Professional Jealousy


I had no idea that when I put The Curmudgeon through law school 30 years ago, he’d morph into my toughest critic.

The Curmudgeon doesn’t read my blog.

It’s probably a good thing. I asked him to read my post about Mothers Against Drunk Driving because it contained some legal jargon and in his spare time, he’s an attorney. I was also looking for feedback because he tells me everyday how much he enjoys reading a sports columnist in our daily newspaper.

“Have you read his column?” he says, pulling out his article about University of Connecticut men’s basketball coach Kevin Ollie’s firing, and reading it to me word for word. “This guy is really amazing.”

It reminds me of listening to my grandmother brag about our cousins. I love them, but she insisted on carrying on about them when she was visiting us. It’s like dating a guy who talks about his ex-girlfriend, or a mother who brags endlessly about her children.

Growing up, we knew a family with three children – a biological son, an adopted daughter, and a biological younger daughter. I felt the adopted girl’s pain every time her mother carried on about her younger sister. I think everyone did. It was incessant, over the top and embarrassing. It taught me empathy at a young age, but more importantly that some adults are complete jackasses.

Kids notice when parents, grandparents and in-laws do this. And about the only thing it does is stir up feelings of jealousy and competitiveness. You end up resenting people who are the focus of incessant bragging, even though you realize it’s not their fault.

I didn’t have to worry about this because my parents didn’t talk about us. The last thing they wanted to do when they went out was talk about seven kids. I’m not even sure my mother knew that I played tennis in high school. Oh wait, she did. She sewed me a few tennis dresses, including a pale yellow one trimmed in white rick-rack. But outfits were as far as she went. She didn’t come to matches, nor did she ask if I won or lost.

She wasn’t my co-pilot; she was my mom. She was smart enough to know my victories or losses were not hers, that I had to learn to navigate the world on my own. We could all take a lesson from that generation. You can bet those moms weren’t receiving letters addressed to “co-pilots” from college admissions offices, as one of my sisters did last week.

We didn’t have to worry about my parents’ friends rolling their eyes hearing stories about us on Saturday nights. They did their thing, we did ours. We didn’t hang out with them on vacations – that’s the last thing any of us wanted. My parents socialized with the adults. We hung out with our three cousins and four “fake” cousins, kids of my father’s best friend.

There was a great divide between parents and kids, and we all liked it that way. Being away from adults gave us time to bond. Anyone with cousins knows what I’m talking about. It’s a unique relationship. You’re related, but you don’t live with each other so there are no fights.  You share the same grandparents on one side, but there’s a whole other side you know nothing about, nor do you much care. You always believe that your cousins like you better than their cousins on the other side. I’m pretty sure mine do.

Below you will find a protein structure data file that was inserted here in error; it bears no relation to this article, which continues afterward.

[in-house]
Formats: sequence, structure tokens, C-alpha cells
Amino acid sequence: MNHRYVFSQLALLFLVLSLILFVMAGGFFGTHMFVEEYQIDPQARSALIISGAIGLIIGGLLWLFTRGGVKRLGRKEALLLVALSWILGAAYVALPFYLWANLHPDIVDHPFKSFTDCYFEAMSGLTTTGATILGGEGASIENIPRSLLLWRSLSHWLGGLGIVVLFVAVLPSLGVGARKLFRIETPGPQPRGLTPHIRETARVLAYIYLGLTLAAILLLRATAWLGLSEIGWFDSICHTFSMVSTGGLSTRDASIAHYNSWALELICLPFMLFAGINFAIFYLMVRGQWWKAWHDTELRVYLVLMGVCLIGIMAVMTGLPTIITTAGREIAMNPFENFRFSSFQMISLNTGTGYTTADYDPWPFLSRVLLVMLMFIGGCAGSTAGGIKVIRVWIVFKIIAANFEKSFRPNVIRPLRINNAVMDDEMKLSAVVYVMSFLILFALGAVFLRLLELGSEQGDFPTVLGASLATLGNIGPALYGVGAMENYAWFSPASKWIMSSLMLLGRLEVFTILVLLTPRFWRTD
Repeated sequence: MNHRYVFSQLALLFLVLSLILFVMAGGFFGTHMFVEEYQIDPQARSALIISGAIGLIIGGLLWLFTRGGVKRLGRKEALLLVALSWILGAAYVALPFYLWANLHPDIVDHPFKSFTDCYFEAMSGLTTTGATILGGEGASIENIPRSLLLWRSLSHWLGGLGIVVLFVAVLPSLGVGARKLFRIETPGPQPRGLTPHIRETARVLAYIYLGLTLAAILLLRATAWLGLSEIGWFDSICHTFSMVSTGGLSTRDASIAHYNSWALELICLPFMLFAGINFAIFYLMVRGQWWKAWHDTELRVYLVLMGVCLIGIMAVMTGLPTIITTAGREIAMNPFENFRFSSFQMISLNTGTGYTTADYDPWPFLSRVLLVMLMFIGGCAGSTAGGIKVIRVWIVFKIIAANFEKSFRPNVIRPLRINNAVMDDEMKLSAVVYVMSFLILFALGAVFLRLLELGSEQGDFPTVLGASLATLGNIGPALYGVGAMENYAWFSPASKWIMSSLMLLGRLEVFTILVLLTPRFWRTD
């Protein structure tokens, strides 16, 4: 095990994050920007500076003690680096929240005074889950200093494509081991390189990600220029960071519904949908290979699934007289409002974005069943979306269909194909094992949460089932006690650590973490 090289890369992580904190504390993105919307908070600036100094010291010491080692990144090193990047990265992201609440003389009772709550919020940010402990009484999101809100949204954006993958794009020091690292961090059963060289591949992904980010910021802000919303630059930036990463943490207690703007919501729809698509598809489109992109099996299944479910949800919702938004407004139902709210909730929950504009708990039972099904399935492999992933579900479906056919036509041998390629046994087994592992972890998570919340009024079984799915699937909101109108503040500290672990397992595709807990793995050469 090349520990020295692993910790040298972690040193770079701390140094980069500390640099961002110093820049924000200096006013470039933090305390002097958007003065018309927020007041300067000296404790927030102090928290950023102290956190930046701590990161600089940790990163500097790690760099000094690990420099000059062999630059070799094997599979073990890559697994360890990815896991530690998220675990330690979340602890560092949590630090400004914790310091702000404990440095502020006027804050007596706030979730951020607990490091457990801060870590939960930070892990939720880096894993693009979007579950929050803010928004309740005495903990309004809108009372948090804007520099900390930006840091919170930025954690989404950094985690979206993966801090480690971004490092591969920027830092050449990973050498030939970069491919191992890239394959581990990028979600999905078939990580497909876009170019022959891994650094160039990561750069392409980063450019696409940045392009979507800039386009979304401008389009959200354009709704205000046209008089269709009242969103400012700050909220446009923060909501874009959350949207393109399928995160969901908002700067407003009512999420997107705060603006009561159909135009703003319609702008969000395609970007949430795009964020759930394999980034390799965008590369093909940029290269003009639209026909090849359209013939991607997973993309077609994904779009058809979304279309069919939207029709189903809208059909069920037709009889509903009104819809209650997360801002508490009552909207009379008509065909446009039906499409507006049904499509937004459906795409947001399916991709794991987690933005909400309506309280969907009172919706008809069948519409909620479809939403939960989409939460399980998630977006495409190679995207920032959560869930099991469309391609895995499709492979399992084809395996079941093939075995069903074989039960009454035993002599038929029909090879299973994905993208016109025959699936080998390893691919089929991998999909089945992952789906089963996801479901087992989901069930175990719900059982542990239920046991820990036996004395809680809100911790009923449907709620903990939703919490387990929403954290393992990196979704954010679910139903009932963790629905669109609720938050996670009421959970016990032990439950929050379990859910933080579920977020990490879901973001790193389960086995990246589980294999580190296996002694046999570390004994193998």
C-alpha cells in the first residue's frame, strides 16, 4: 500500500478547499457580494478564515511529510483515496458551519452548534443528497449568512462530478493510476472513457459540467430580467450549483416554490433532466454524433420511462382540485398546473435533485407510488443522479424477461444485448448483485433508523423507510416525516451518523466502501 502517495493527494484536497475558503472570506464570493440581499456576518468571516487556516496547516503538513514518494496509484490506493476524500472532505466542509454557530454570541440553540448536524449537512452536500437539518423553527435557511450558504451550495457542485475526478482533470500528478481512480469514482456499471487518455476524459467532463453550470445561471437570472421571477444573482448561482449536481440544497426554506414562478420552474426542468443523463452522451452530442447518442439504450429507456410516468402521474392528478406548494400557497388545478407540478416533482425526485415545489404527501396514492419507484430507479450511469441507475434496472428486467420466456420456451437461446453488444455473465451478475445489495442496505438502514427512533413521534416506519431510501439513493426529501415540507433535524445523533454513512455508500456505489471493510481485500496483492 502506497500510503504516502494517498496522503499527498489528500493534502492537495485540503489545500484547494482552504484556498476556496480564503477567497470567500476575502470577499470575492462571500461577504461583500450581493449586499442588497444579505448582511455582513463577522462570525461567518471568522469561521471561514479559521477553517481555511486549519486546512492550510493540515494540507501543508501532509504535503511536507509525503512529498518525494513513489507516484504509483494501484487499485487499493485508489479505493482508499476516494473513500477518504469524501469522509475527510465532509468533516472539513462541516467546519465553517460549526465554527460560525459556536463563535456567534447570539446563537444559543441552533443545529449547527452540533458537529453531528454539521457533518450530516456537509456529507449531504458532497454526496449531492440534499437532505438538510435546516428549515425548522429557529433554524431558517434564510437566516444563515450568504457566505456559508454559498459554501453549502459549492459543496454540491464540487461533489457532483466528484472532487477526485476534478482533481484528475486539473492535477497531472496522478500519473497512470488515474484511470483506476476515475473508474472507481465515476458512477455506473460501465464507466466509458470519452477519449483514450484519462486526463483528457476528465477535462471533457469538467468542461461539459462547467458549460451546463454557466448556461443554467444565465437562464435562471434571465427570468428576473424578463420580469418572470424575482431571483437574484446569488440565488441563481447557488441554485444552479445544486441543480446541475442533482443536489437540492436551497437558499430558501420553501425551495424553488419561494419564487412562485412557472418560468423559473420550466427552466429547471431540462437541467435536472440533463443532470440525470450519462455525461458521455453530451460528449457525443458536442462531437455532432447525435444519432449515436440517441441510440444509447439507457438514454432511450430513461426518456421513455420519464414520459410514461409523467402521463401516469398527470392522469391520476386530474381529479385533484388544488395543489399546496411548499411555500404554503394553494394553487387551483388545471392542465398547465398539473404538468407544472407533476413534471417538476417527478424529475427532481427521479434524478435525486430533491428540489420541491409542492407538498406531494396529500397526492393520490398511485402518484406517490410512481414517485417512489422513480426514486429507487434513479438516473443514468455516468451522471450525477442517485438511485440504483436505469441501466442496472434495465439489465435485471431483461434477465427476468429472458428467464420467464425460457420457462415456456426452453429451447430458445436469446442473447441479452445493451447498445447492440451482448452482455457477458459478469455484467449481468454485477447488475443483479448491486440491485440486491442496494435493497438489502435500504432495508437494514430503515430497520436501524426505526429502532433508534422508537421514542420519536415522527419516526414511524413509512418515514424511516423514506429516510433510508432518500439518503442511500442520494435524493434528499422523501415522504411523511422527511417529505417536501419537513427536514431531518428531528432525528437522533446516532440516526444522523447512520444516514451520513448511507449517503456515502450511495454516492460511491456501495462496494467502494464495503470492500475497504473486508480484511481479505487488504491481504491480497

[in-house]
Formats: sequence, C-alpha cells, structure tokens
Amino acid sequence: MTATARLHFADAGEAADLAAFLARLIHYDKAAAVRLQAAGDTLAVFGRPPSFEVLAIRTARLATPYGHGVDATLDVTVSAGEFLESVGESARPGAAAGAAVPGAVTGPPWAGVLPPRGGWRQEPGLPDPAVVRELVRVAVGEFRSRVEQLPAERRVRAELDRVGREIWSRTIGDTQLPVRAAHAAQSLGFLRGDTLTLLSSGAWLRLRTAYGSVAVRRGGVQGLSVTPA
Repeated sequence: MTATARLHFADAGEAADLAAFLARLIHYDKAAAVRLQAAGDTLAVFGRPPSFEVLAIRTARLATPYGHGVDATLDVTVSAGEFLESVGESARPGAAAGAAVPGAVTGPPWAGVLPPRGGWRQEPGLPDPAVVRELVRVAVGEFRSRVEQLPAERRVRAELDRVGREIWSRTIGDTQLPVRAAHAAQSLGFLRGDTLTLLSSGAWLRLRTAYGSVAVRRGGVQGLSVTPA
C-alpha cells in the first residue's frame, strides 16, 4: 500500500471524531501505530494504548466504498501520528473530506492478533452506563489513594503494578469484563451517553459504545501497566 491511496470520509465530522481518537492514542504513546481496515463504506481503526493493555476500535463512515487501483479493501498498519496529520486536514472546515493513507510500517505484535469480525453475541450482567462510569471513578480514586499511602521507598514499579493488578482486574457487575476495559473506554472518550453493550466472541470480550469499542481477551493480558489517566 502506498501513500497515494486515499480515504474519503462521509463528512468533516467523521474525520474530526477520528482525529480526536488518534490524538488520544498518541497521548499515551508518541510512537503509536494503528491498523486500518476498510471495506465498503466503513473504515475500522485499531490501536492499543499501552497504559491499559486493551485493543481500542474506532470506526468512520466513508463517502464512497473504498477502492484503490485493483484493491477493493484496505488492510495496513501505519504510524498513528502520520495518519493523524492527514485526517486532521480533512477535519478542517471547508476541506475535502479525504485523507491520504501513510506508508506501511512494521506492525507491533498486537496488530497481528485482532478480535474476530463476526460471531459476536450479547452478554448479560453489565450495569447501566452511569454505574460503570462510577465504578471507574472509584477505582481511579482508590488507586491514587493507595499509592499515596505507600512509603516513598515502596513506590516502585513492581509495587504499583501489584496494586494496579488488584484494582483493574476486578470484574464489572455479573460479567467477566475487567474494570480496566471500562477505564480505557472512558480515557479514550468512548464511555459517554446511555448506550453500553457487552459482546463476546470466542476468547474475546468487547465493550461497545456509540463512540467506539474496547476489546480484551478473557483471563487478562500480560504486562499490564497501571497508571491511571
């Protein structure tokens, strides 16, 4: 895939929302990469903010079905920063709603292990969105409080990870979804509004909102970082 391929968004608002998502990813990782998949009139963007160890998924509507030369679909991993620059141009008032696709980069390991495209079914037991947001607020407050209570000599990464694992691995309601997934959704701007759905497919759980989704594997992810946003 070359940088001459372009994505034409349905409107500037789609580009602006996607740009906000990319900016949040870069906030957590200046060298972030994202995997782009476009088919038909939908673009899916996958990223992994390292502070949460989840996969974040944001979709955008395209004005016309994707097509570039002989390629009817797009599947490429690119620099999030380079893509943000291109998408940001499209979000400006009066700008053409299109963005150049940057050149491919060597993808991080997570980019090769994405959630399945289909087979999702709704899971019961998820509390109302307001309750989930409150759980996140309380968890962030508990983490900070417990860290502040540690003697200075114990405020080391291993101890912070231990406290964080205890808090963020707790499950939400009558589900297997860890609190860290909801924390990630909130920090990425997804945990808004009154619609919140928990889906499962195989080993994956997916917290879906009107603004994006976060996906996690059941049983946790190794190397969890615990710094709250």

Like many adults, I don’t see my cousins often enough. I’m not sure why that happens, but it does. Plans to get together are complicated by distance, work schedules and kids’ school and sports commitments. Nothing takes a bigger toll on family time than sports, particularly in high school with mandatory practices and benching for skipping. It’s unforgiving, a little like The Curmudgeon reading my piece.

He didn’t even get to the end of the first sentence when he began nitpicking. “Do you mean you drove drunk once when you were a teen-ager or more than once?” he asked. “I think maybe this is what you’re trying to say, or you should re-word it so it’s clearer.” “Are you sure this is the right word, because it doesn’t sound like it is.”

Two seconds later, he was asking for more information about a kid I mentioned, and clarifications about other statements. “Geez,” I thought. “Are you done yet?”

“I’m just acting like your old editor John. Think of me as John,” he said.

I didn’t have the heart to tell him that if John questioned my work like he did, I would have walked out on the first day. I’m pretty sure that nothing would get printed if attorneys were editors. This wasn’t a brief. It was a blog post whipped off in a fleeting moment of inspiration. If I didn’t publish it soon, it was destined to linger in my draft bin with more than 100 other unpublished posts.

He continued to read a few posts, saying nothing as he scrolled. He finally got up without a word. He doesn’t know it, but he’s a perfect follower. He didn’t say anything negative – just nothing at all. I don’t mind, but if I have to hear another word about that sports writer, I’m going to be really mad.